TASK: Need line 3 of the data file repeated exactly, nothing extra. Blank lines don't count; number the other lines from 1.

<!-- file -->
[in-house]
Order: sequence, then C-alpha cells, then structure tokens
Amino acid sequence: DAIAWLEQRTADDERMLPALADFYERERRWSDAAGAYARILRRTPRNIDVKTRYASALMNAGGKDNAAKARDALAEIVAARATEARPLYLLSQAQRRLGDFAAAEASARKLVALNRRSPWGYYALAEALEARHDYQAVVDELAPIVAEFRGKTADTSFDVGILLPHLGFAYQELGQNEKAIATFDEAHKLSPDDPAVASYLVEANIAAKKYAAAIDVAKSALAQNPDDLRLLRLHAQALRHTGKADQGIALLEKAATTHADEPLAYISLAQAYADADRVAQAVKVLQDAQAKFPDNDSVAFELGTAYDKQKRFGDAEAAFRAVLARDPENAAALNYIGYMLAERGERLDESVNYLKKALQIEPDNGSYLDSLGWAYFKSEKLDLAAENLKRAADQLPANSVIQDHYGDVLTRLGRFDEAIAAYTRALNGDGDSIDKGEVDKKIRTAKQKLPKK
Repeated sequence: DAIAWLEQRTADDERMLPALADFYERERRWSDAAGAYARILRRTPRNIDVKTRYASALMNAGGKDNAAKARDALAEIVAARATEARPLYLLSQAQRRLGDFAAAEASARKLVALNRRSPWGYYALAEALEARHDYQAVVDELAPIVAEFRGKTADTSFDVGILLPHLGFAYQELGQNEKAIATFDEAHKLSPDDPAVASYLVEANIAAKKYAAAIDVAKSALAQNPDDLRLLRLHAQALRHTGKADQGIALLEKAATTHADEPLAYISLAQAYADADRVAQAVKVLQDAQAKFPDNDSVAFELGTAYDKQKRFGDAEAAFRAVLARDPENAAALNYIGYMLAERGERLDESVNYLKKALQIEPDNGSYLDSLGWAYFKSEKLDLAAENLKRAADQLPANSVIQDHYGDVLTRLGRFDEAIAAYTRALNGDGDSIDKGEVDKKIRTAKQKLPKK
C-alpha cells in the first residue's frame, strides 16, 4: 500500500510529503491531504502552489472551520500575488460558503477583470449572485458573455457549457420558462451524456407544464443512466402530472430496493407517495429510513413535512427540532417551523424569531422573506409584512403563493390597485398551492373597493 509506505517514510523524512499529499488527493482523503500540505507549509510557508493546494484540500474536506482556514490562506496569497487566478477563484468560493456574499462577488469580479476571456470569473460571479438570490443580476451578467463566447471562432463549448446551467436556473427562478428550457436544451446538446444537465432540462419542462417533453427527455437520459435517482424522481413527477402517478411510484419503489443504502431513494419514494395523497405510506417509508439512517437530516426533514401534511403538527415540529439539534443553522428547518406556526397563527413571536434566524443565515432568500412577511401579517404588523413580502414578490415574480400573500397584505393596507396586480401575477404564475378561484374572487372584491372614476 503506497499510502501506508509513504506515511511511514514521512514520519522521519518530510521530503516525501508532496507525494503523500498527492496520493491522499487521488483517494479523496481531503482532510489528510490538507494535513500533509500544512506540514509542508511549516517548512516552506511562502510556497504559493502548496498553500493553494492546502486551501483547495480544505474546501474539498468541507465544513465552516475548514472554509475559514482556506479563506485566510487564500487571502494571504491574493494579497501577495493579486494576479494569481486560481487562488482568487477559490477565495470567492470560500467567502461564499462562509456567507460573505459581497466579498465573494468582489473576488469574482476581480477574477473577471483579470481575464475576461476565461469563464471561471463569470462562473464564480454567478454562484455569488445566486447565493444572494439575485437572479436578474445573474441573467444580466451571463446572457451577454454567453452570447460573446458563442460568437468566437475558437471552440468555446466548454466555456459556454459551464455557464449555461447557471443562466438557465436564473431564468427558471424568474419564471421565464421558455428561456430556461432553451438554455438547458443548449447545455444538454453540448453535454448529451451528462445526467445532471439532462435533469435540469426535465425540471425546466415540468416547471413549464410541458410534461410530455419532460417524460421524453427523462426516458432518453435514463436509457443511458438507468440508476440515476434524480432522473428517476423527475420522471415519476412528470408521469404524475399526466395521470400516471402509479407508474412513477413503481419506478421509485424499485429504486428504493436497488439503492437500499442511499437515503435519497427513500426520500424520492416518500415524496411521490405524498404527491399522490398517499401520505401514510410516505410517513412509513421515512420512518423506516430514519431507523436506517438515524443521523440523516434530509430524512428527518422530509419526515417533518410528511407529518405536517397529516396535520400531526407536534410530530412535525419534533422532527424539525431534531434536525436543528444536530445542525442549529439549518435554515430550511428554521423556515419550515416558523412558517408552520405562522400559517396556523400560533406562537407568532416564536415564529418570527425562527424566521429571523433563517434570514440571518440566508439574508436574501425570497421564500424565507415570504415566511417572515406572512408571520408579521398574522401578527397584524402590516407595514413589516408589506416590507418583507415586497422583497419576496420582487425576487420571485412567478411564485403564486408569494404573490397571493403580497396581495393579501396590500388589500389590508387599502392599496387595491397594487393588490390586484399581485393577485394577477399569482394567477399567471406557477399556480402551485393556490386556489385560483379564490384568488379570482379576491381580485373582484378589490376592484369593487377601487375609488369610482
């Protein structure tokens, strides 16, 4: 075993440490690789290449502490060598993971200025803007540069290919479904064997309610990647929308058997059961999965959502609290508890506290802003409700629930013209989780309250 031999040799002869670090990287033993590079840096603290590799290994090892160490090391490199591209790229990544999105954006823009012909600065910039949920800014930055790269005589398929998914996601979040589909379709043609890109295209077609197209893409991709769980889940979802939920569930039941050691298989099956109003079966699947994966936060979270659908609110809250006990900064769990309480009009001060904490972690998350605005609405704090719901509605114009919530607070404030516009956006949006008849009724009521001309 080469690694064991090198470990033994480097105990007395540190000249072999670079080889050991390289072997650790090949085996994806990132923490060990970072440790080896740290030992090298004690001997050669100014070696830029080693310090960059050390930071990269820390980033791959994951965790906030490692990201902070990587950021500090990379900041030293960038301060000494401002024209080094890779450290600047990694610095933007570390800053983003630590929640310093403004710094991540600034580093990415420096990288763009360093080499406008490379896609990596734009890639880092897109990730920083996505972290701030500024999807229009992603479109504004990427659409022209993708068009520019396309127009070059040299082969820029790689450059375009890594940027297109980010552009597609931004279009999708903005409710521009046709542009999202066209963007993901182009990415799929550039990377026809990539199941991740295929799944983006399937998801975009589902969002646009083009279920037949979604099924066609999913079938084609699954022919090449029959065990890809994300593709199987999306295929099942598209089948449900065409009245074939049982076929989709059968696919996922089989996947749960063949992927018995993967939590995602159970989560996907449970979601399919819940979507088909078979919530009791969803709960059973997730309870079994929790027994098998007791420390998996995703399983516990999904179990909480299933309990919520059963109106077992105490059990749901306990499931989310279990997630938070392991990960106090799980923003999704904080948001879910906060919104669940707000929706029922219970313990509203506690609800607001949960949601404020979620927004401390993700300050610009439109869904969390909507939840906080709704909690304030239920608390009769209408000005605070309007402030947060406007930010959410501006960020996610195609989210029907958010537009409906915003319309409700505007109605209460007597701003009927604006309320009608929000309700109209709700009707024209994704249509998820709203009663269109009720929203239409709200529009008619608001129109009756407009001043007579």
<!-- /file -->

Amino acid sequence: DAIAWLEQRTADDERMLPALADFYERERRWSDAAGAYARILRRTPRNIDVKTRYASALMNAGGKDNAAKARDALAEIVAARATEARPLYLLSQAQRRLGDFAAAEASARKLVALNRRSPWGYYALAEALEARHDYQAVVDELAPIVAEFRGKTADTSFDVGILLPHLGFAYQELGQNEKAIATFDEAHKLSPDDPAVASYLVEANIAAKKYAAAIDVAKSALAQNPDDLRLLRLHAQALRHTGKADQGIALLEKAATTHADEPLAYISLAQAYADADRVAQAVKVLQDAQAKFPDNDSVAFELGTAYDKQKRFGDAEAAFRAVLARDPENAAALNYIGYMLAERGERLDESVNYLKKALQIEPDNGSYLDSLGWAYFKSEKLDLAAENLKRAADQLPANSVIQDHYGDVLTRLGRFDEAIAAYTRALNGDGDSIDKGEVDKKIRTAKQKLPKK